Last week saw the staging of the very first Cape Town International Dance Festival at the Artscape Theatre and various locations in the Guglethu Township. This festival is the brainchild of Ikapa directors Theo Ndindwa and Tanya Arshamian and it’s an exciting initiative that serves to display the talented artists of South Africa as well as expose them and audiences to a variety of international companies. Each day of the festival has a different line-up of workshops and performances from these various companies, many of which performed one piece of their repertoire at the Gala Opening on Saturday evening.
The Gala performance showcases the depth of talent across the board; there isn’t one dancer who doesn’t deserve to be on that international stage. The male dancers of the Cape Dance Academy in particular stand out amongst the South African companies for their physical strength, clean lines and vibrant energy, all of which are highlighted by their sharp synchronicity. They perform ‘Blue’, choreographed by Christopher L. Huggins. It’s a well-crafted work, and although it digresses in the third section, it’s thoroughly enjoyable nonetheless.
The young dancers and graduates of Cape Town City Ballet, including Natalie King and Portia Keitzman, dazzle with a beautifully clean and composed ‘Blue Danube’. The male dancers are particularly impressive with their almost faultless unison. Meanwhile, the movement vocabulary of the duets presented by Jazzart and Ikapa demonstrate a uniquely South African flavour. Choreographically, however, both duets lack the development of concept that is seen in works such as ‘Wanha’ performed by the Finnish Pori Dance Company. This duet displays how effective and delightful simplicity and repetition can be. Constructed in such a way that a quirky hand gesture can evoke laughter at one moment and sorrow at another, it is a truly memorable choreography. It is expertly performed by Mikko Lampinen and Riku Lehtopolku whose characterisation is embodied physically as well as facially, drawing the audience into every movement and emotion as the piece journeys to its poignant end.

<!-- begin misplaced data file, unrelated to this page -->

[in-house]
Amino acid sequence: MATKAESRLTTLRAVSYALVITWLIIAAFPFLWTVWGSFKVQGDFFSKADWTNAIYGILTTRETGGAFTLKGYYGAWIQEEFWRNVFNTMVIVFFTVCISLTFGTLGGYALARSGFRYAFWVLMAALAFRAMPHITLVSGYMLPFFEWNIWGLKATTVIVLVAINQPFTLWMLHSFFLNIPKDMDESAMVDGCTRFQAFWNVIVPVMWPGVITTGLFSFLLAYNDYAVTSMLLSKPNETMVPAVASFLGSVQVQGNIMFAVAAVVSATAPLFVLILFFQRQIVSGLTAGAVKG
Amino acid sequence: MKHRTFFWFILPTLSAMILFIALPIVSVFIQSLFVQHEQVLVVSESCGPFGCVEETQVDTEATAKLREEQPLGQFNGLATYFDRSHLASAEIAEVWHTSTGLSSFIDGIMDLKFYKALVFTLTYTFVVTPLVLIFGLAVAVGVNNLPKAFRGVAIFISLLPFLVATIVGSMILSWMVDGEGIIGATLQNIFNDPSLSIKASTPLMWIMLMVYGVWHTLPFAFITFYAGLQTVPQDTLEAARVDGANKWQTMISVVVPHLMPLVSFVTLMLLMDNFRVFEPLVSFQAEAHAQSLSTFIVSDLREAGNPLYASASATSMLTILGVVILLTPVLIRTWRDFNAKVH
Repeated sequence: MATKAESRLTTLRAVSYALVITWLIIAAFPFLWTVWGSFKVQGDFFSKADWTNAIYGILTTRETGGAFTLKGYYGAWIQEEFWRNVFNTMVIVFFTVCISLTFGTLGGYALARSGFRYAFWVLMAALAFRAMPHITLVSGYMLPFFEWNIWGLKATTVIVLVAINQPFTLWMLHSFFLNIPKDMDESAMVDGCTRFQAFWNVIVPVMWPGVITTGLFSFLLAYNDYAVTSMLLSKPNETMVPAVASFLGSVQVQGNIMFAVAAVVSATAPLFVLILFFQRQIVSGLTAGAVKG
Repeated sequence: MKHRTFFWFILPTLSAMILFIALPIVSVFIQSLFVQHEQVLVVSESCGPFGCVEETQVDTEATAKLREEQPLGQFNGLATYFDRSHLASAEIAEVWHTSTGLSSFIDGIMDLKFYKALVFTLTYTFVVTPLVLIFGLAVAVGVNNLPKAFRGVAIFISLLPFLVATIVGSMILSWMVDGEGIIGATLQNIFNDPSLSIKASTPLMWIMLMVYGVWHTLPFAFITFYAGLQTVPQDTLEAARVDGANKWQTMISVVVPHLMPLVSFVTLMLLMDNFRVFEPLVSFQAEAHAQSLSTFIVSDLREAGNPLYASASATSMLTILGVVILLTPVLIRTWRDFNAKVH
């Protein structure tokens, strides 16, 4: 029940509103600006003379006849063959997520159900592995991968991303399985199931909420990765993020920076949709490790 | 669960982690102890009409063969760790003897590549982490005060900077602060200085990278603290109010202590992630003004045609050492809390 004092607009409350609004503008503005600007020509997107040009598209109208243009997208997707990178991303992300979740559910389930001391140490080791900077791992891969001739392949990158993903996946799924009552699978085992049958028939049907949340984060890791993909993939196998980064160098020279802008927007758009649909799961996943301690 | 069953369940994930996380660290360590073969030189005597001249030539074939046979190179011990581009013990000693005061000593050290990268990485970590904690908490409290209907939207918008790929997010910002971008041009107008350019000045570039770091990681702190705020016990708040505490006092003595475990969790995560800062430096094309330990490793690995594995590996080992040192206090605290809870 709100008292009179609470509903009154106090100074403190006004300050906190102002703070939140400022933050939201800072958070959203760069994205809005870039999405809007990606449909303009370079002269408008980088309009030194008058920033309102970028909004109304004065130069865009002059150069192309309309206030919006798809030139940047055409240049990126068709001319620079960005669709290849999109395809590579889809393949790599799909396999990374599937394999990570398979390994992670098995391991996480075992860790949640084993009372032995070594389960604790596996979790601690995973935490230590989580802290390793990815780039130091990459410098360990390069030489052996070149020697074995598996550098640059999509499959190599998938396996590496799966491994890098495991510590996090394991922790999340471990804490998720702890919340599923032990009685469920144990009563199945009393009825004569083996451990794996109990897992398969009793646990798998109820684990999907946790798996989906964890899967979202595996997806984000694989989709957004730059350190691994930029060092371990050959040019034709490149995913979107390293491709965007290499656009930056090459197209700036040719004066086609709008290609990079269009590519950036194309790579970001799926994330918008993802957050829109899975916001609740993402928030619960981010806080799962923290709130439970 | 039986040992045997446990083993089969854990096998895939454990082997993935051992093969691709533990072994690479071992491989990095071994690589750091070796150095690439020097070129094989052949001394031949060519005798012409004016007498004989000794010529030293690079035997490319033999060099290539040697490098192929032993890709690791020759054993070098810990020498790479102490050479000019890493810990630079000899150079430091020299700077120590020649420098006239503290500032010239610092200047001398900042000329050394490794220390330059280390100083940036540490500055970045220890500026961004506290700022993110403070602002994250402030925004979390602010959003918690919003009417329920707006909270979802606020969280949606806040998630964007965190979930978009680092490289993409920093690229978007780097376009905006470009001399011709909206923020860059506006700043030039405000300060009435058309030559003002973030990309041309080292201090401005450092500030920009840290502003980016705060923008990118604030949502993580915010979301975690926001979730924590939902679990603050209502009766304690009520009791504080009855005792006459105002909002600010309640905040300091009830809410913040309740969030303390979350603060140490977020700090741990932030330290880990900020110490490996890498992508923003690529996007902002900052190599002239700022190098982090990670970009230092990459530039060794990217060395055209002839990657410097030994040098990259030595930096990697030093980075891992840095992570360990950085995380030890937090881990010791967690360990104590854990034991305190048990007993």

This type of engagement is unfortunately lacking in the performance of ‘Observatory’ by the New York City-based Battery Dance Company. The dancers are superbly trained, performing the intricate and challenging partner work with ease and grace, yet there seems to be an edge of hesitancy throughout the piece. On the other hand, there is nothing hesitant about Jin Xing Dance Theatre’s ‘Black & Red’. It starts with the flash of a red Chinese fan and doesn’t let you breathe until the end, which whips to a close far too quickly, leaving you longing for more of the phenomenal whirlwind of fan work, more of the militaristic footwork and sharp lines – just more. The commitment, energy and precision of every dancer is outstanding, making it the climax of the night and one of the best works I’ve seen performed on the Artscape stage.
If this is the standard of work being performed in the first year of this festival, I’m excited to see the levels it will reach in the years to come and the influence it will have in including South Africa in the international discourse of dance and the arts.
The Gala Opening of the Cape Town International Dance Festival took place on 28 November 2015 at the Artscape Theatre Centre. The Festival runs until l6 December at the Artscape and various venues in Gugulethu Township.